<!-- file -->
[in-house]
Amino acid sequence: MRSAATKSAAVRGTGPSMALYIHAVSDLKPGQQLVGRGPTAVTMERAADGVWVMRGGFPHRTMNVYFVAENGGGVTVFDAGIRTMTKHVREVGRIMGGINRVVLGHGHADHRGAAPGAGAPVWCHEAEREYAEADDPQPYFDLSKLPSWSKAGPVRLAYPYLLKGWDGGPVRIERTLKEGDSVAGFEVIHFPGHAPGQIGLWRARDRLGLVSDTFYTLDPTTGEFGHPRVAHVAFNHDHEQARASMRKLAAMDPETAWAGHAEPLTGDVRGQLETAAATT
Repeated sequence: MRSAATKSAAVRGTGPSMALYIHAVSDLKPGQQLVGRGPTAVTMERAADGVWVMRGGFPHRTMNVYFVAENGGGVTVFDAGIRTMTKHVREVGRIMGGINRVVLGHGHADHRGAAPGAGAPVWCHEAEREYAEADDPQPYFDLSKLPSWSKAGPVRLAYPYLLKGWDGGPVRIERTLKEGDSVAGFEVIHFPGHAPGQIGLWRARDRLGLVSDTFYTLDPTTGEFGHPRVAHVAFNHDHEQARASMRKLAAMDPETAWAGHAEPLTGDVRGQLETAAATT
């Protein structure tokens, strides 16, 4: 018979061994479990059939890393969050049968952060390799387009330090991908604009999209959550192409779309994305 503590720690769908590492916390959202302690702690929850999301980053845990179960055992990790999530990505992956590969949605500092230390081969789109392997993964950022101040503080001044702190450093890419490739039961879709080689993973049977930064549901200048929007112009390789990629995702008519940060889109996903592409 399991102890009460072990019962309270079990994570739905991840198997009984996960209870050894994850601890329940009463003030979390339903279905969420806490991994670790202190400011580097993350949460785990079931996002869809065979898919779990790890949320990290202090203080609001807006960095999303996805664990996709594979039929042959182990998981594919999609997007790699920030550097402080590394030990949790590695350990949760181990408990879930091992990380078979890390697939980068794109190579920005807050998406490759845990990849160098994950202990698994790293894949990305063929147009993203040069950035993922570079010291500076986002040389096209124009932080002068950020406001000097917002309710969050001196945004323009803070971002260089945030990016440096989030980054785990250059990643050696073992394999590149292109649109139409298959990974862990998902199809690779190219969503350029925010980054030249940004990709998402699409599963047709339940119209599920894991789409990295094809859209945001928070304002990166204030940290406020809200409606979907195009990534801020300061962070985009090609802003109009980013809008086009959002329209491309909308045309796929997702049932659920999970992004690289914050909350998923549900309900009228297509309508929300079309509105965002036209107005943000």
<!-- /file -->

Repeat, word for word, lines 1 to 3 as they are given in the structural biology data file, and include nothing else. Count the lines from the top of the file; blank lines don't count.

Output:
[in-house]
Amino acid sequence: MRSAATKSAAVRGTGPSMALYIHAVSDLKPGQQLVGRGPTAVTMERAADGVWVMRGGFPHRTMNVYFVAENGGGVTVFDAGIRTMTKHVREVGRIMGGINRVVLGHGHADHRGAAPGAGAPVWCHEAEREYAEADDPQPYFDLSKLPSWSKAGPVRLAYPYLLKGWDGGPVRIERTLKEGDSVAGFEVIHFPGHAPGQIGLWRARDRLGLVSDTFYTLDPTTGEFGHPRVAHVAFNHDHEQARASMRKLAAMDPETAWAGHAEPLTGDVRGQLETAAATT
Repeated sequence: MRSAATKSAAVRGTGPSMALYIHAVSDLKPGQQLVGRGPTAVTMERAADGVWVMRGGFPHRTMNVYFVAENGGGVTVFDAGIRTMTKHVREVGRIMGGINRVVLGHGHADHRGAAPGAGAPVWCHEAEREYAEADDPQPYFDLSKLPSWSKAGPVRLAYPYLLKGWDGGPVRIERTLKEGDSVAGFEVIHFPGHAPGQIGLWRARDRLGLVSDTFYTLDPTTGEFGHPRVAHVAFNHDHEQARASMRKLAAMDPETAWAGHAEPLTGDVRGQLETAAATT